The world has been trying to limit temperature to inside of a two degrees Celsius rise, which one study suggested would affect the US GDP by around 0.5 percent. Many researchers fear that we have passed the point where we can achieve that goal, and suggest an average global temperature rise of four degrees Celsius is more likely. That’s only double the target increase, but the effect on US GDP is estimated at 2 percent, a four-fold increase. As temperatures rise, the effects rise geometrically rather than arithmetically and generally it is poorer areas that are likely to get affected most, so large portions of the world can expect more severe hits than places like the US and Europe. That said, a 2 percent effect still doesn’t sound too bad, until you realize that Japan’s GDP was only affected about 3% by the devastating force-9 earthquake of 2011, but their economy was severely affected. Do we really want something that has similar impact to a major earthquake in every state worldwide every year? The models indicate that even a 1.5 degree Celsius increase will result in more droughts and floods and extreme heat events. Our coral reefs are already being damaged, and these kinds of temperature changes could kill them off completely. How do you put a cost on something like that?
The US, UK, EU, China, Japan, South Korea, South Africa, Canada, and other nations have set long-term goals for lowering carbon emissions. But goals are one thing, and producing results is another. It has been estimated that policies worldwide should result in a 2.9oC temperature rise, but that assumes those policies will lead to actions. Governments alone cannot get us there; it will take the combined efforts of everyone to achieve these goals.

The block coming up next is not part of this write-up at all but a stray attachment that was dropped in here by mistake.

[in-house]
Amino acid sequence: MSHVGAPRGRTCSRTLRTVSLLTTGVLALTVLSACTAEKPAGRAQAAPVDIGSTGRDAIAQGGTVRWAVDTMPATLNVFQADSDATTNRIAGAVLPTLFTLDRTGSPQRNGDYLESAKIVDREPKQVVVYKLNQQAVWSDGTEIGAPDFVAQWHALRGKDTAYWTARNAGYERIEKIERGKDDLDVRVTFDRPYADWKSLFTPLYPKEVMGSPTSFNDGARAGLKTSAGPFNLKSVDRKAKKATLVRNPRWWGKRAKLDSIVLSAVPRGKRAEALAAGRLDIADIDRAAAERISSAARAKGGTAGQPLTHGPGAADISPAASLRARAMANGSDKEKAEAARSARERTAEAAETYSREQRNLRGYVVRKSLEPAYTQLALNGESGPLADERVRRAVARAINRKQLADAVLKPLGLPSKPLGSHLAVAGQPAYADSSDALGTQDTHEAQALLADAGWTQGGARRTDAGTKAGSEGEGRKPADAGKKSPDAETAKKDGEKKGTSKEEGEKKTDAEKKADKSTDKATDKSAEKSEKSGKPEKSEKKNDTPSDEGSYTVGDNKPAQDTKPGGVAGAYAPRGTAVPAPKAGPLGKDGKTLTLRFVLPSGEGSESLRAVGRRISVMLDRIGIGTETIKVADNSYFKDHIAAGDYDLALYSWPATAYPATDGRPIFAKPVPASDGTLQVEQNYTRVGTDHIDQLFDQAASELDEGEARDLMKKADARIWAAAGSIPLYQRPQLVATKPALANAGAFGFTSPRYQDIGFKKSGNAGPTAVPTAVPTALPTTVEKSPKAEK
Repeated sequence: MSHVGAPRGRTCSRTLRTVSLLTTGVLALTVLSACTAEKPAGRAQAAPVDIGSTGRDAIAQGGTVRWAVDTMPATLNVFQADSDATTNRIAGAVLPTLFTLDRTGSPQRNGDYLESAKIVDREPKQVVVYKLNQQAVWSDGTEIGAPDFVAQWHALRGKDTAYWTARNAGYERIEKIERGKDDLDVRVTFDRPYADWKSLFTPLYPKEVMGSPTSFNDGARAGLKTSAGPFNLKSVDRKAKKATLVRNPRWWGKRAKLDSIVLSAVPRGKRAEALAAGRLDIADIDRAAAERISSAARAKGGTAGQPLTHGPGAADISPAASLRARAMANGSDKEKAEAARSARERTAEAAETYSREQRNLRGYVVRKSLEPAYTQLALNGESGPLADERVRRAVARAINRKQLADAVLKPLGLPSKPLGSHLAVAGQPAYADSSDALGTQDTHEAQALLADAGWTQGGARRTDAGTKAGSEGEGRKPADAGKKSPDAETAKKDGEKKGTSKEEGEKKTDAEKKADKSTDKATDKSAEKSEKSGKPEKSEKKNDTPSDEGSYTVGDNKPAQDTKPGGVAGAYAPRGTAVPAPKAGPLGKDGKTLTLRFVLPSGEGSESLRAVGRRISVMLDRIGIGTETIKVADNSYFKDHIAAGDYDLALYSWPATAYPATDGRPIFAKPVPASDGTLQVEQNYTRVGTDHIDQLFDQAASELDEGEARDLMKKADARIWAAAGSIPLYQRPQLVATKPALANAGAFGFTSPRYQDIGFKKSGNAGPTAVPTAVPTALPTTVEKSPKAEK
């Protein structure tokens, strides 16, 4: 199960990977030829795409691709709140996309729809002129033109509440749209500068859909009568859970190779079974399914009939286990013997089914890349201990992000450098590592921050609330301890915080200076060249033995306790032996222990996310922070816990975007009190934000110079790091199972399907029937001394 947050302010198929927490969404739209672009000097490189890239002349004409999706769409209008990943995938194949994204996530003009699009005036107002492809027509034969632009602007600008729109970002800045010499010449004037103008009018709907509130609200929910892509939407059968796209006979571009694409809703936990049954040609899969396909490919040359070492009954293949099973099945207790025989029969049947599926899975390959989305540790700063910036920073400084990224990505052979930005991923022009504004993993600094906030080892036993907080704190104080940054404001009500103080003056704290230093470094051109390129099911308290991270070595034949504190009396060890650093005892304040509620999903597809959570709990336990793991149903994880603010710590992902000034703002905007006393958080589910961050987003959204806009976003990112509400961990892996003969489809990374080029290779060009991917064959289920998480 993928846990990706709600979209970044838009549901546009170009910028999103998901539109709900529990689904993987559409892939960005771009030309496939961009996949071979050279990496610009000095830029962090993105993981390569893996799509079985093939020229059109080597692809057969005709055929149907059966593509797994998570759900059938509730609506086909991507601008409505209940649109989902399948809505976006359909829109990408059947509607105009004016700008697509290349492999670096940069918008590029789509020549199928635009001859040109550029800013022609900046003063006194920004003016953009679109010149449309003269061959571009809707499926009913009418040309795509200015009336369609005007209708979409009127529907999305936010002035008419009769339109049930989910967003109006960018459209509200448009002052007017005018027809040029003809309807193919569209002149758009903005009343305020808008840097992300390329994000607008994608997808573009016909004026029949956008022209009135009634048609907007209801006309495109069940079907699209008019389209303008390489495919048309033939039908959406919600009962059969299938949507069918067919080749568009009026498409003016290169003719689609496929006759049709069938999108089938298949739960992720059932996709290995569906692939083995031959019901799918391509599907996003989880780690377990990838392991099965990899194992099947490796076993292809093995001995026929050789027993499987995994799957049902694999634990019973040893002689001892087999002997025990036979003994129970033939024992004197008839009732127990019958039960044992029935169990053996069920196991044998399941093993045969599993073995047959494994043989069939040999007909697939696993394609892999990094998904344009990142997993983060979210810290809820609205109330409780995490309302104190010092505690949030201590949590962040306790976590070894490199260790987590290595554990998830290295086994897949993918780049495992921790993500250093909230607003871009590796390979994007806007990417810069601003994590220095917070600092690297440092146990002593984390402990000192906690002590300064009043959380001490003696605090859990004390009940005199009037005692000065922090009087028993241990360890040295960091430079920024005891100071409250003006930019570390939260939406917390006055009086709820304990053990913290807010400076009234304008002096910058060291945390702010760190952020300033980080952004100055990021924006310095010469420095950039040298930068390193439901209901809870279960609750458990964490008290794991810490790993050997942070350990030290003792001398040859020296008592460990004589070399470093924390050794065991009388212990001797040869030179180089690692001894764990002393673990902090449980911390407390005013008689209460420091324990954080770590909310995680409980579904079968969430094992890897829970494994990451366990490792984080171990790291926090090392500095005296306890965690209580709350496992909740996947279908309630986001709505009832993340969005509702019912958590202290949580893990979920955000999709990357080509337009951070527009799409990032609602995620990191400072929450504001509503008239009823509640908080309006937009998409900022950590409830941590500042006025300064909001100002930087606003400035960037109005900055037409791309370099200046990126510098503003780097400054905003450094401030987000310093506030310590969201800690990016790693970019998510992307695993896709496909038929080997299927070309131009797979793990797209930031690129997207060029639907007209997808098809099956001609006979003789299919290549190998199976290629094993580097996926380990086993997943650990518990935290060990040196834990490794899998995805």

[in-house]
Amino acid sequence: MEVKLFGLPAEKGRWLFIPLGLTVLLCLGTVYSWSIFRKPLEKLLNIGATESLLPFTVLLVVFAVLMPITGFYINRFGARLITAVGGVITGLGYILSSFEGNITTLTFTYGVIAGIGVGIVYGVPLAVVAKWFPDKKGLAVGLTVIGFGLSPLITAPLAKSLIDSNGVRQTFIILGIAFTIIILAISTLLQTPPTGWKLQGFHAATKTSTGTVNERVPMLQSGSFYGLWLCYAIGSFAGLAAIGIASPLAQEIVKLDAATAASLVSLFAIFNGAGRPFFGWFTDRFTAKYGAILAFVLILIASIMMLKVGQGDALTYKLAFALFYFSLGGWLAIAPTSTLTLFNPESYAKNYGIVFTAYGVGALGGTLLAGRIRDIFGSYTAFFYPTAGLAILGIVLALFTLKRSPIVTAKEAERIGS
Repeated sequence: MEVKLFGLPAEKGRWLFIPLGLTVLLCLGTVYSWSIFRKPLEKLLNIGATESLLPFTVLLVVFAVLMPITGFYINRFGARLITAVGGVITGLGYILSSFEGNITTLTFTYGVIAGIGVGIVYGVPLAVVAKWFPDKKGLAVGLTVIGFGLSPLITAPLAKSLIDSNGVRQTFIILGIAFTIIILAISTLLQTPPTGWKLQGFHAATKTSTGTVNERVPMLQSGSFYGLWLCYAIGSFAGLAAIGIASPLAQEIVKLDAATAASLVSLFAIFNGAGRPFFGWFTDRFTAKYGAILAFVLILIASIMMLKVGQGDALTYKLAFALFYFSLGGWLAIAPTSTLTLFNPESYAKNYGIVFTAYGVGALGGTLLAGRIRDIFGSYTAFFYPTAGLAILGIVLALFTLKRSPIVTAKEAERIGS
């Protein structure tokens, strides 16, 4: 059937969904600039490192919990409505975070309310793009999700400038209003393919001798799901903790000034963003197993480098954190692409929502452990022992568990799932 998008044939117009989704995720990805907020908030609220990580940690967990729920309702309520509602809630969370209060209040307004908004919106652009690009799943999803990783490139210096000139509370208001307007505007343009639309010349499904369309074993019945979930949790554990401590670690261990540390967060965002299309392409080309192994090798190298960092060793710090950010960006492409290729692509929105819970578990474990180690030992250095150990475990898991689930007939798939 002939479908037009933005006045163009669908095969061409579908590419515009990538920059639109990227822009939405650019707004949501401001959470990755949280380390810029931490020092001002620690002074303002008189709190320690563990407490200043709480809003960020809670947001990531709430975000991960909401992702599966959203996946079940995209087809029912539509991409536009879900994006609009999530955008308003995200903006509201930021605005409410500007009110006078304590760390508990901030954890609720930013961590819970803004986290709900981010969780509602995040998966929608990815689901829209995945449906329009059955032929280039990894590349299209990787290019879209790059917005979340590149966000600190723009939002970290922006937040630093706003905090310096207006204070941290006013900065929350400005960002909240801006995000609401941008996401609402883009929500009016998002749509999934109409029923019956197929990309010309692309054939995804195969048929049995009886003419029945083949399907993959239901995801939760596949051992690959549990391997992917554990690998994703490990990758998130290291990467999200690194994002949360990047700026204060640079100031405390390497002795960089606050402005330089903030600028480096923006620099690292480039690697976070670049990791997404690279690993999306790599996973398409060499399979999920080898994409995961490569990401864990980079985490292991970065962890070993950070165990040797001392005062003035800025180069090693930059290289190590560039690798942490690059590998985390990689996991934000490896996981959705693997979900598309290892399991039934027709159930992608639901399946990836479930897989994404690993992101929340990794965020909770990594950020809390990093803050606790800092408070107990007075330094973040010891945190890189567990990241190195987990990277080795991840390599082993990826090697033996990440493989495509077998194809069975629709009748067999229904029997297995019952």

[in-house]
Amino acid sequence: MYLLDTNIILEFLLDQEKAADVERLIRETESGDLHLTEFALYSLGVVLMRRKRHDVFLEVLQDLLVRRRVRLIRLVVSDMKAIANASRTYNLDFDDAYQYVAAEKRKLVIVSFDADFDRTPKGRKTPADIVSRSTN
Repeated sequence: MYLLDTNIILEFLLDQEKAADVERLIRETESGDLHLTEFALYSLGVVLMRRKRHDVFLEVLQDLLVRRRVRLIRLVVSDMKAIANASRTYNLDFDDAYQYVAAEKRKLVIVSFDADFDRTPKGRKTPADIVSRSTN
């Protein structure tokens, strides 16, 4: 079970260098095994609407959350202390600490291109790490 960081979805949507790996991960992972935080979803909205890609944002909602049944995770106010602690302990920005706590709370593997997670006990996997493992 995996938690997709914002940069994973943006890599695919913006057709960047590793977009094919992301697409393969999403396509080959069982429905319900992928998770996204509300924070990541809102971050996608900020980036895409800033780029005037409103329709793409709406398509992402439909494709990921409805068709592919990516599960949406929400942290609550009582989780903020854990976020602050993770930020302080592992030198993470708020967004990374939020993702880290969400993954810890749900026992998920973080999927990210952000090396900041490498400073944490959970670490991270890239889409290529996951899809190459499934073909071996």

Covid has shown us that we can adapt quickly when necessary, with governments acting decisively and people’s behavior changing in a matter of weeks. But regarding climate, the changes have to be long term. There’s no quick fix like a vaccine, but it also means that there’s no need or advantage in closing everything down. The technology and know-how for solving this problem exists, and more is being worked on.
Looking on the bright side, a recent survey covering 50 countries carried out by the UN showed that 64% of those surveyed considered climate change as representing a ‘global emergency’, so it appears that there should be an impetus for driving change. On the other hand, the global shortage of microchips has led to automobile manufactures having to limit their production. In that regard, GM is keeping its supply of microchips reserved mainly for its lines of SUVs and Corvettes, because those are the vehicles in greatest demand by the public. So, ...
Geoff Canham, Editor, TBD San Francisco
In this article we look at what the construction industry has been doing in relation to climate change and what challenges it still faces.
Here we look at the kind of thing that we can do in the contruction industry to take a step towards combating climate change.
Design consultant: Katie Levine of Vallance, Inc.